Electromagnetic field--a space occupied energy derived from ions; some claim that such a field indicates the presence of ghosts (the author).
Electronic voice phenomenon--tape-recorded messages of sounds taken during the investigation of an alleged haunting that were nit heard on the scene and resemble human voices and are used as evidence for the existence of ghosts (the author).
Elf--in folklore, fairies that are somewhat mischievous.
Enfield poltergeist--an alleged haunting of a London residence by poltergeists (the author).
Empiricism--the doctrine that knowledge derives from experience.
Energy--the capacity of a physical system to do work; the units of energy are joules or ergs; "energy can take a wide variety of forms."
Enneagram--a pseudo-psychological test that identifies personality types according to nine ego-archetype patterns, as (1) reformers, critics, and perfectionists, (2) helpers, givers, and caretakers, (3) achievers, performers, and succeeders, (4) romantics, individuals, and artists, (5) observers, thinkers, and investigators, (6) loyalists, devil’s advocates, and defenders, (7) enthusiasts, adventurers, and sensationalists, (8) leaders, protectors, and challengers, and (9) mediators, peacemakers, and preservationists (Wikipedia).
Evil eyes for sale
Evil Eye--a look that is believed to have the power of inflicting harm.
Exorcism--freeing from evil spirits; dispossession.
Extrasensory perception (ESP)--apparent power to perceive things that are not present to the senses; clairvoyance; second sight.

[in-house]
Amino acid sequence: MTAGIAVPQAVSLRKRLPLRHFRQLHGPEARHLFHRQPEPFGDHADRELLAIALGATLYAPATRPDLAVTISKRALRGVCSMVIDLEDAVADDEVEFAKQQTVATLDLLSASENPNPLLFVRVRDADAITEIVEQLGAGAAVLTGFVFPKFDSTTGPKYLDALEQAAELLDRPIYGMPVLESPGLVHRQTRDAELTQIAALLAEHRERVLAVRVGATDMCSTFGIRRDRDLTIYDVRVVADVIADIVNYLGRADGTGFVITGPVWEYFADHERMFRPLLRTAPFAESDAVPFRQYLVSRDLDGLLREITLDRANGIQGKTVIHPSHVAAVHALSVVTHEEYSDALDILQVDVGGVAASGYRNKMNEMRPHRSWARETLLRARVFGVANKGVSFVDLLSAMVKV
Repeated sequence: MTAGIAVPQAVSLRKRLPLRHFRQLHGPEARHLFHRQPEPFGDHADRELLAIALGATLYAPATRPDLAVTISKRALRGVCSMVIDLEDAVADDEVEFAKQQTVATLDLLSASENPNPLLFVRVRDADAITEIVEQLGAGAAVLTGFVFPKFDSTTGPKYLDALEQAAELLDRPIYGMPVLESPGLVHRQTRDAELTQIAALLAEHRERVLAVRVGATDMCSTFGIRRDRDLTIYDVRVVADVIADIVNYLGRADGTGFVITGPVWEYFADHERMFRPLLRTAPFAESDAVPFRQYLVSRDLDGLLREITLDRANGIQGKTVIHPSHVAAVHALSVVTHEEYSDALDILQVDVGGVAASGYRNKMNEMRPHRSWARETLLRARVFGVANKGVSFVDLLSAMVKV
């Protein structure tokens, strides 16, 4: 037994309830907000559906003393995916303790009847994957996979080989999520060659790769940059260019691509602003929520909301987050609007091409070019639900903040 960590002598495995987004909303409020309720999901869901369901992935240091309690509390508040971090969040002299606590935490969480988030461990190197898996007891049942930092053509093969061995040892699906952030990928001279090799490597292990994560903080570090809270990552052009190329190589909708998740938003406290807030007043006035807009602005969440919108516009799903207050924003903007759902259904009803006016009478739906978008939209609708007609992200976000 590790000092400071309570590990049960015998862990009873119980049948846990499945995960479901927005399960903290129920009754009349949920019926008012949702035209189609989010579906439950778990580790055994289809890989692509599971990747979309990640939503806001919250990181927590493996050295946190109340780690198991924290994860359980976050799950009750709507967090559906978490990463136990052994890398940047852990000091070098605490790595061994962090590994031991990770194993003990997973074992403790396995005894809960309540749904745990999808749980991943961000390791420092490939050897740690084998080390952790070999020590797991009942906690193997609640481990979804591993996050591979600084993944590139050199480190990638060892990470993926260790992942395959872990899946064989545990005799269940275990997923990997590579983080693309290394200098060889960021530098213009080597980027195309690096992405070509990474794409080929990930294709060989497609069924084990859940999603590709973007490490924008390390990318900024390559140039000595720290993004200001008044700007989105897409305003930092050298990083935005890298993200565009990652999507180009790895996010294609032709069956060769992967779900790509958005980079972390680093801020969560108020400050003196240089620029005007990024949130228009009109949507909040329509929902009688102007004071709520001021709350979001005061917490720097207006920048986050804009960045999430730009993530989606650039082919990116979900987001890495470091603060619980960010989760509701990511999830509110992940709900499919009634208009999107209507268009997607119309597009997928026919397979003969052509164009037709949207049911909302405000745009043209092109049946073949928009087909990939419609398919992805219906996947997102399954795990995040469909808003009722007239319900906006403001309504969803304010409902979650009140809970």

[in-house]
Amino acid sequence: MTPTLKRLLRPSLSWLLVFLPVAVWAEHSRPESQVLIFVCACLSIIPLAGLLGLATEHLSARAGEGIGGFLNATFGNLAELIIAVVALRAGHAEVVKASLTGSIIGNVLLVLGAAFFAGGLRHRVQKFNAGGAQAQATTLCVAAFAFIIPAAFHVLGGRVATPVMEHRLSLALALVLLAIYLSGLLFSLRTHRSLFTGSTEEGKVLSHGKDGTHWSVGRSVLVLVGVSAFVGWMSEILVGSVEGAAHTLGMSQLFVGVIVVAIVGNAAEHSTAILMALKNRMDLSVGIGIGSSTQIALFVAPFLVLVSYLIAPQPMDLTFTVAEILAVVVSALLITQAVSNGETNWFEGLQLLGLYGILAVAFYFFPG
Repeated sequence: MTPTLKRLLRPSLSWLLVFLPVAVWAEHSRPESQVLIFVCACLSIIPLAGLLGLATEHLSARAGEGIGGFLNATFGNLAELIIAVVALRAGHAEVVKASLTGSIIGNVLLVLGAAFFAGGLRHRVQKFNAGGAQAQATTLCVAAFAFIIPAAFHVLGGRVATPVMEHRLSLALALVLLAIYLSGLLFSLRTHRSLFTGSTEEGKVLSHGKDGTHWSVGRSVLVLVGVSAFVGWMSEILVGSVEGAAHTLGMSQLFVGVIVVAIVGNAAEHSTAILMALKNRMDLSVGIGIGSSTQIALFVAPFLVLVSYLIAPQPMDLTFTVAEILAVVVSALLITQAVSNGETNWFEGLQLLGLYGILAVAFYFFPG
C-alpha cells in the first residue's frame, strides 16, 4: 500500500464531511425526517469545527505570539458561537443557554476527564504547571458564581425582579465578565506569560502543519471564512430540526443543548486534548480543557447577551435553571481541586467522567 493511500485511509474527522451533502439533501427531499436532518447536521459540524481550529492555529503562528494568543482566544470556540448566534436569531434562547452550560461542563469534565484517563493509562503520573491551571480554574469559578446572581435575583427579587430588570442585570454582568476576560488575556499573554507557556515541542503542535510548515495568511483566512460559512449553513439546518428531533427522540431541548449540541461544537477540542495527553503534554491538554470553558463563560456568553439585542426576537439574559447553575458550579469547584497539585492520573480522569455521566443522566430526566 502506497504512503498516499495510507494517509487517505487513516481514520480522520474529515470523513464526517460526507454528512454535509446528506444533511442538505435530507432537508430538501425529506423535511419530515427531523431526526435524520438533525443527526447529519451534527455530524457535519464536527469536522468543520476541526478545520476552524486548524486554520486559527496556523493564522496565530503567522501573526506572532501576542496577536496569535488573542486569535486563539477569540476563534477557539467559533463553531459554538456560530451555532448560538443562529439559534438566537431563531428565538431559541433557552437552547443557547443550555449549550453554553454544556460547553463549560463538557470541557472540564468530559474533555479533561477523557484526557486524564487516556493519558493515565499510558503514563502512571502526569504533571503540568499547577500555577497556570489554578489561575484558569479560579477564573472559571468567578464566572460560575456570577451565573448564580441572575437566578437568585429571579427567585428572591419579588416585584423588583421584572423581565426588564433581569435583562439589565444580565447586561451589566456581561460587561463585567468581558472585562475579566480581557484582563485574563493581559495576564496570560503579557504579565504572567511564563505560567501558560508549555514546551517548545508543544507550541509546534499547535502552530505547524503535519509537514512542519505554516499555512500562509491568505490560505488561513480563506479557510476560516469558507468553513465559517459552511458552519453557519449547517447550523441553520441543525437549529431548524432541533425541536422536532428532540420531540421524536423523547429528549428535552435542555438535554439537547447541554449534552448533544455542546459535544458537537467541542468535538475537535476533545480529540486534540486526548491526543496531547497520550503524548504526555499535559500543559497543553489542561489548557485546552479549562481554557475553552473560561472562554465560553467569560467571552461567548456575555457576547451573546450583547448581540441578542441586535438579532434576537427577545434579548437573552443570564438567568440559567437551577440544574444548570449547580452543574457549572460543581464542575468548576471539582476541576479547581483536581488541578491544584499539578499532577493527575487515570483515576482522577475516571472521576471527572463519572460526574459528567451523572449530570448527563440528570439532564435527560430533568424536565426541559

Face on Mars--Martian rock formations which, from space, resemble a human face and which are, for some, evidence of the past or present occupation of the planet by intelligent life (the author).
Fairy--small, human in form, playful, having magical powers.
Fakir--a Muslim or Hindu mendicant monk who is regarded as a holy man.
False analogy--a set of similarities between two items that are neither strong enough nor numerous enough to warrant the conclusion that one derives from them (the author).
False dilemma--the error in reasoning that occurs when a person does not consider all possible alternatives or outcomes; also known as the either-or fallacy (the author).
False memory--a fantasy thought to be a true memory or an actual memory that is distorted in recall (the author).
Familiar--a spirit (usually in animal form) that acts as an assistant to a witch or wizard.
Fata Morgana--a mirage or other optical illusion, such as the reflection of a city in the sky, caused by a temperature inversion; named for Arthurian sorceress Morgan Le Fay; the phenomenon may explain the legend of the Flying Dutchman and some UFO sightings (the author).
The girls to whom the Virgin Mary appeared at Fatima
Fatima--Fatima, Portugal, is the site at which the Virgin Mary reportedly appeared in a vision to three children, delivering a prophecy concerning the reality of hell; a second, believed to refer to World War I and World War II, and a controversial third, the meaning of which is still debated (the author).